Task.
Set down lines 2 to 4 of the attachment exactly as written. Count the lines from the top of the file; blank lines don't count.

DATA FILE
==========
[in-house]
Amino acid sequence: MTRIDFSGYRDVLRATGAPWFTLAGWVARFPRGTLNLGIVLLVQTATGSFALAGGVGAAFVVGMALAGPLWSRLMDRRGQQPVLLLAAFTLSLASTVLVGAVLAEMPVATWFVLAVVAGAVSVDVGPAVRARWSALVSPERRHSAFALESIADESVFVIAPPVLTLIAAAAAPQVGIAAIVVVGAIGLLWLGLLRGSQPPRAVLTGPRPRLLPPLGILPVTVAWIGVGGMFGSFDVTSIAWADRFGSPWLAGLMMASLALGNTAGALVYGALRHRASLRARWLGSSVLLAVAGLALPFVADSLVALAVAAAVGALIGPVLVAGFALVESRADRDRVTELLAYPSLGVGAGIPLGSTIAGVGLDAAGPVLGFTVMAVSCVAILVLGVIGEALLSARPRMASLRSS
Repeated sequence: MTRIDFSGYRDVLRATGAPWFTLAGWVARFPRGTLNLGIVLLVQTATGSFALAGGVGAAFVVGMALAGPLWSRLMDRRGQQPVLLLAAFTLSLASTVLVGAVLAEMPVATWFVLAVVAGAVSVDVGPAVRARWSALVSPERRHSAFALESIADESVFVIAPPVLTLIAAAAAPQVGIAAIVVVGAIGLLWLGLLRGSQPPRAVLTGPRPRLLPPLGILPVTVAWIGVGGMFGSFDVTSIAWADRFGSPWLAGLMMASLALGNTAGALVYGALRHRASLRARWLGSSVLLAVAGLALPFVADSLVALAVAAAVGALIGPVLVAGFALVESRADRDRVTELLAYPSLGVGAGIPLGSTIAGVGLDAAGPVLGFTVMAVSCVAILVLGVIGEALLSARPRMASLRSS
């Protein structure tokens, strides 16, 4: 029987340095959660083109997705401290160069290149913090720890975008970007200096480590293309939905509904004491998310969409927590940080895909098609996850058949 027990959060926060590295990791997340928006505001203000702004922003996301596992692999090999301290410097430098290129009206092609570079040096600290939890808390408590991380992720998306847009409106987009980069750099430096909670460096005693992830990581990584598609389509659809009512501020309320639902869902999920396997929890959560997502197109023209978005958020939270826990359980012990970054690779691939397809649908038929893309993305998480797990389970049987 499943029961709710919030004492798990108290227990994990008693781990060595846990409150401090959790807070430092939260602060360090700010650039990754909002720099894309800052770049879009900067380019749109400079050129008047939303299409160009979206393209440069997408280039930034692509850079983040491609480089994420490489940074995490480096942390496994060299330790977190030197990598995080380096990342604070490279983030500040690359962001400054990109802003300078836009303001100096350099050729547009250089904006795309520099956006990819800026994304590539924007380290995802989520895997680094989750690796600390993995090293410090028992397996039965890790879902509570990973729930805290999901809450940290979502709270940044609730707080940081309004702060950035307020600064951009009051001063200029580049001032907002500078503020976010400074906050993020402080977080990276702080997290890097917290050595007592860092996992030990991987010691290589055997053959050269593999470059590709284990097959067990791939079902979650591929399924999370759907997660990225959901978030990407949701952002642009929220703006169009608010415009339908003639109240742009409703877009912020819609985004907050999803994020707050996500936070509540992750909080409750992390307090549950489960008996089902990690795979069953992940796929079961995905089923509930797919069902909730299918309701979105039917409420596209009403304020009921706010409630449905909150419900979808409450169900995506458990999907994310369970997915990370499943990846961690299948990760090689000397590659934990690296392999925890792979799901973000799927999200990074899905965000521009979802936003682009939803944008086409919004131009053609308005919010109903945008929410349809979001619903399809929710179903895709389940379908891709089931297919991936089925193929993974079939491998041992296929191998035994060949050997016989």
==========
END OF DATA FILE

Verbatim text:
Amino acid sequence: MTRIDFSGYRDVLRATGAPWFTLAGWVARFPRGTLNLGIVLLVQTATGSFALAGGVGAAFVVGMALAGPLWSRLMDRRGQQPVLLLAAFTLSLASTVLVGAVLAEMPVATWFVLAVVAGAVSVDVGPAVRARWSALVSPERRHSAFALESIADESVFVIAPPVLTLIAAAAAPQVGIAAIVVVGAIGLLWLGLLRGSQPPRAVLTGPRPRLLPPLGILPVTVAWIGVGGMFGSFDVTSIAWADRFGSPWLAGLMMASLALGNTAGALVYGALRHRASLRARWLGSSVLLAVAGLALPFVADSLVALAVAAAVGALIGPVLVAGFALVESRADRDRVTELLAYPSLGVGAGIPLGSTIAGVGLDAAGPVLGFTVMAVSCVAILVLGVIGEALLSARPRMASLRSS
Repeated sequence: MTRIDFSGYRDVLRATGAPWFTLAGWVARFPRGTLNLGIVLLVQTATGSFALAGGVGAAFVVGMALAGPLWSRLMDRRGQQPVLLLAAFTLSLASTVLVGAVLAEMPVATWFVLAVVAGAVSVDVGPAVRARWSALVSPERRHSAFALESIADESVFVIAPPVLTLIAAAAAPQVGIAAIVVVGAIGLLWLGLLRGSQPPRAVLTGPRPRLLPPLGILPVTVAWIGVGGMFGSFDVTSIAWADRFGSPWLAGLMMASLALGNTAGALVYGALRHRASLRARWLGSSVLLAVAGLALPFVADSLVALAVAAAVGALIGPVLVAGFALVESRADRDRVTELLAYPSLGVGAGIPLGSTIAGVGLDAAGPVLGFTVMAVSCVAILVLGVIGEALLSARPRMASLRSS
């Protein structure tokens, strides 16, 4: 029987340095959660083109997705401290160069290149913090720890975008970007200096480590293309939905509904004491998310969409927590940080895909098609996850058949 027990959060926060590295990791997340928006505001203000702004922003996301596992692999090999301290410097430098290129009206092609570079040096600290939890808390408590991380992720998306847009409106987009980069750099430096909670460096005693992830990581990584598609389509659809009512501020309320639902869902999920396997929890959560997502197109023209978005958020939270826990359980012990970054690779691939397809649908038929893309993305998480797990389970049987 499943029961709710919030004492798990108290227990994990008693781990060595846990409150401090959790807070430092939260602060360090700010650039990754909002720099894309800052770049879009900067380019749109400079050129008047939303299409160009979206393209440069997408280039930034692509850079983040491609480089994420490489940074995490480096942390496994060299330790977190030197990598995080380096990342604070490279983030500040690359962001400054990109802003300078836009303001100096350099050729547009250089904006795309520099956006990819800026994304590539924007380290995802989520895997680094989750690796600390993995090293410090028992397996039965890790879902509570990973729930805290999901809450940290979502709270940044609730707080940081309004702060950035307020600064951009009051001063200029580049001032907002500078503020976010400074906050993020402080977080990276702080997290890097917290050595007592860092996992030990991987010691290589055997053959050269593999470059590709284990097959067990791939079902979650591929399924999370759907997660990225959901978030990407949701952002642009929220703006169009608010415009339908003639109240742009409703877009912020819609985004907050999803994020707050996500936070509540992750909080409750992390307090549950489960008996089902990690795979069953992940796929079961995905089923509930797919069902909730299918309701979105039917409420596209009403304020009921706010409630449905909150419900979808409450169900995506458990999907994310369970997915990370499943990846961690299948990760090689000397590659934990690296392999925890792979799901973000799927999200990074899905965000521009979802936003682009939803944008086409919004131009053609308005919010109903945008929410349809979001619903399809929710179903895709389940379908891709089931297919991936089925193929993974079939491998041992296929191998035994060949050997016989």